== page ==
Now the pork lover in me said, “Omo, they look like bacon.”

if you’ve noticed (I’m pretty sure you haven’t) the pictures are now in jpeg format instead of the usual png. I can’t tell if this will work but we’ll see.

In this country, the sweet potato is an important root crop especially in the rural areas. It is as staple among the impoverished families since they are easier to cultivate and costs less than rice. The young leaves (shoots, kamote tops) are steamed and served with bagoong (fermented baby shrimp or fish) and piping hot rice. The kamote tops are also added in simple fish stews. the leaves themselves have no distinct taste and texture but not necessarily bad. Try it.

What to do this summer?

It’s almost officially summer. Good thing about summer is the expectation that guests will come in and out unannounced, it amuses me. Better thing about summer is I get to go and do summery things (swimming, fishing, outing ). The best thing about summer (this summer) is that I discovered something magical. I won’t share, it’s got nothing to do with you anyway.

What I will share however is the myriad of food possibilities!
This first feature doesn’t scream summer but is a nice substitution to a heavy evening meal on special summer nights. Say, after a tiring walk on the beach on afternoon …

Salad with fried cheese (and optional boiled egg)
For the fried cheese
1 ½ cups Mixture of hard cheeses (cheddar, pecorino or our local quezo de bola)
2 cups Japanese breadcrumbs (panko) seasoned with
1 tsp each, dried rosemary and thyme
1 cup flour
1 pc egg, slightly whisked (add one more if necessary)
Oil, for deep frying
First, combine the cheese as evenly as you can Prepare batter station. Flour—egg—seasoned panko. Using a spoon, scoop the cheese and form a ball with your clean hands. Dip it in flour first coating evenly. Then dip it in the whisked egg, shaking off excess before covering the cheese ball with the seasoned panko. . It is important to at least freeze the cheese beforehand for easier handling and to prevent it from bursting when deep frying. Deep fry when needed.
Add to a bowl of arugula with basic vinaigrette or do as I did here. Iceberg lettuce, red radish, boiled egg, tomato and mustard vinaigrette dressing. (The mustard vinaigrette dressing recipe is in my other entry, just type “Batman” in the search bar on you right.)
Now here comes, summer snacks.
My melt in the mouth bichu-bichu (fried ground sticky rice coated in muscovado sugar)

Oh yeah, here I present my little pals.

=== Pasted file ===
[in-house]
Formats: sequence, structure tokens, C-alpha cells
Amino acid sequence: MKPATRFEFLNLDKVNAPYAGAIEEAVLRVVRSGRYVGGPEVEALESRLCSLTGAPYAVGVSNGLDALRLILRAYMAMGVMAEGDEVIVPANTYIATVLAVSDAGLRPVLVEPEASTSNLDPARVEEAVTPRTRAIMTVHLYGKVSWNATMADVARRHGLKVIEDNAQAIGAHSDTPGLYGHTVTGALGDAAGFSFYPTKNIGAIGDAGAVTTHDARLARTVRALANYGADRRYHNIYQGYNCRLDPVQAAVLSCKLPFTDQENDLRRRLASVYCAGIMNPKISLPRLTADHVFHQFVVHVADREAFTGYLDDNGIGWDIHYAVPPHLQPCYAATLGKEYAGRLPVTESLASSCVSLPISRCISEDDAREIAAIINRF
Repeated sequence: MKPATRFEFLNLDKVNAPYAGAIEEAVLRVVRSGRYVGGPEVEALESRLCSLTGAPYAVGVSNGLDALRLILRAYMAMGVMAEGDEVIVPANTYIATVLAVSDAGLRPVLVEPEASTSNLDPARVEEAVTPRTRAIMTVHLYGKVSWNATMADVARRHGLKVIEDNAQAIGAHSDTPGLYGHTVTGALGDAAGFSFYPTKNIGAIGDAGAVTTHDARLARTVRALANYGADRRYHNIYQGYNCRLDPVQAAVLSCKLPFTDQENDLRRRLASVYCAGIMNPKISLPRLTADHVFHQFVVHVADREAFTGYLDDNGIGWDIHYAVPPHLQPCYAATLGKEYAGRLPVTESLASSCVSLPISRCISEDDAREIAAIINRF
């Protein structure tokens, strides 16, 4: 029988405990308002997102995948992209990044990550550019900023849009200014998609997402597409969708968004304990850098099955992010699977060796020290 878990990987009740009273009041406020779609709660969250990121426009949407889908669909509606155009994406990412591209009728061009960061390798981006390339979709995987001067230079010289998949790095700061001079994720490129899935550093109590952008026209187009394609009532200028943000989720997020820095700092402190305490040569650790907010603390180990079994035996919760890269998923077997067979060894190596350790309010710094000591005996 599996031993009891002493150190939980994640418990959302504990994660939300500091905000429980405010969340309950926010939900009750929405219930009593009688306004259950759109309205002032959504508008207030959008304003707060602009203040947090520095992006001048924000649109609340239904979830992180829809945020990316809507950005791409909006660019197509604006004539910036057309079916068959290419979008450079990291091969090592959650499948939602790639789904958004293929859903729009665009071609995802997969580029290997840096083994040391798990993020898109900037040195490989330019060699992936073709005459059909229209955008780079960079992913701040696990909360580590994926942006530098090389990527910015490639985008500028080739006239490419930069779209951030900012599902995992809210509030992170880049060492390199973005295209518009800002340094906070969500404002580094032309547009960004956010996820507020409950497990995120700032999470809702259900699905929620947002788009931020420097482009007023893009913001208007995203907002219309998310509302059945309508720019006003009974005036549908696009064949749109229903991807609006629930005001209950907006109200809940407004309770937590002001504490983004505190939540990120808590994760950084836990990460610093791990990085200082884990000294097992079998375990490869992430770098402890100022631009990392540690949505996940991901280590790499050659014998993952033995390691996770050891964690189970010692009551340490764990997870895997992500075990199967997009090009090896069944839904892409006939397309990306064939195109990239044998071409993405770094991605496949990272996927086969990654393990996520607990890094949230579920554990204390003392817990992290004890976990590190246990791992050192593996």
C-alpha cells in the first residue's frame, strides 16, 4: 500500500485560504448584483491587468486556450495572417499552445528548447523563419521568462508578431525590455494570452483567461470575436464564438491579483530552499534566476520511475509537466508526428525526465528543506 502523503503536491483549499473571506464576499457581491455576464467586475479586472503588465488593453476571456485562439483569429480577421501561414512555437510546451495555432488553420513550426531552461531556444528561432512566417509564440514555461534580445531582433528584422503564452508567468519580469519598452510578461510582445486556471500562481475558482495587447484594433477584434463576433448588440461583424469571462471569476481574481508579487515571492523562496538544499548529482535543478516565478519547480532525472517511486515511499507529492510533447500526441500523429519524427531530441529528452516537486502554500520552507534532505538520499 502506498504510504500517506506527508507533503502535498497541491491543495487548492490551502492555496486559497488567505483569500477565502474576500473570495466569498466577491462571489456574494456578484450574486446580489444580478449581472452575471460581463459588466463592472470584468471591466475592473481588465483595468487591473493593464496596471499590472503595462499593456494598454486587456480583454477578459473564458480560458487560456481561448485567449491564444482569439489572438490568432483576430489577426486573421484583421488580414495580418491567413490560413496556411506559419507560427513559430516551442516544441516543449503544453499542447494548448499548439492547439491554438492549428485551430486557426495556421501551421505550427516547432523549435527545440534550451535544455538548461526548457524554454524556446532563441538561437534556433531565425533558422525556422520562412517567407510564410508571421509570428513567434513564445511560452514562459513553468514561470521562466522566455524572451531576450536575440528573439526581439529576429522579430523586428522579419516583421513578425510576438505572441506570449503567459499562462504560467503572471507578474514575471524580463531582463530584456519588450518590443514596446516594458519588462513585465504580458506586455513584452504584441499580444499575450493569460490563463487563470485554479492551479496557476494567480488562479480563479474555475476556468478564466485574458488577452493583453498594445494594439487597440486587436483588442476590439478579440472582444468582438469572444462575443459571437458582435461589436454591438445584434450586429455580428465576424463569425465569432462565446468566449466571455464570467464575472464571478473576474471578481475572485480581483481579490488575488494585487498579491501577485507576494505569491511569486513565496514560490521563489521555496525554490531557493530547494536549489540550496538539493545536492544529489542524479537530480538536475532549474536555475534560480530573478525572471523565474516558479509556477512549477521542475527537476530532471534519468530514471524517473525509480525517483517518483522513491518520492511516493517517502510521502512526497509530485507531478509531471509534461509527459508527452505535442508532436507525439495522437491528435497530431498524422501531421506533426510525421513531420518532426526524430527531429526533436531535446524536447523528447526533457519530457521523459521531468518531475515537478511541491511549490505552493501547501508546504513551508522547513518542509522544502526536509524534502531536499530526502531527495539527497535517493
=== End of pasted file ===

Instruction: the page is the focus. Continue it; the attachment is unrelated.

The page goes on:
By the way, I got my hands on these and didn’t know what to do with them. Later I realized I could’ve turned them into jam.

Yes,I love. (recipe for crepe two-ways)

Precious Joy

This is always difficult. Talking about love and all. It’s easier for me to just show it or feel it. Be it thru a song, a meal or a sucker punch.
Just like right now, I really have nothing to say. Literally even.
I tried preparing what to post in advance but still nothing. My head is filled with Dan Humphrey and Four Tops.

So instead I’m sharing a poem from a Chinese artwork. This is an almost ethereal longing spreading all over me. This for is far better than the wedding vow “’till death do us part.”

Jiang Cheng Zi (Su Shi)
For ten long years,we two have been separated by life and death;
I say I do not yearn, yet I cannot forget.
Your grave separated us by a thousand miles, leaving me unable to pour out my grief.
You would not recognize me even if we were to meet; me with my face covered in dust,my hair streaked with frost.
At night, I fly home in my dreams,
I see you through your window, brushing your hair and painting your face.
We watch each other without a word, only with tears making thousands of streaks.
I suppose at the grave every year, the bright moon shines in the night,on a hill with short pines.

Maya Crepes Two-ways

Basic Crepe:

2 large eggs
2 tbsp melted unsalted butter
1 cup full cream milk
1 cup Maya Original Hotcake mix

Beat eggs slightly,then add butter, milk and hotcake mix. Beat with a wooden whisk until mixture is free from lumps. Heat an 8-inch non-stick pan or flat skillet and lightly brush with oil. Over low heat, pour 1/4 cup of the mixture into pan. Quickly tilt from side to side to spread batter as thinly and evenly as you can. Cook until set. Flip to cook other side. *Do the same for the remaining mixture.

chocolate drizzled crepe

Sweet: Chocolate Drizzled Crepe
Drizzle with chocolate syrup after tilting from side to side. Wait until set, then flip to cook other side.

Ham and Cheese Crepe

Savory: Ham and Cheese Crepe Packets
Right after tilting from side to side,arrange a slice each of ham and cheese in the center. Cook until crepe is set. Form a packet by folding all four sides towards the center making sure you cover the ham and cheese. Brush the last fold with butter then flip to cook the “seal”.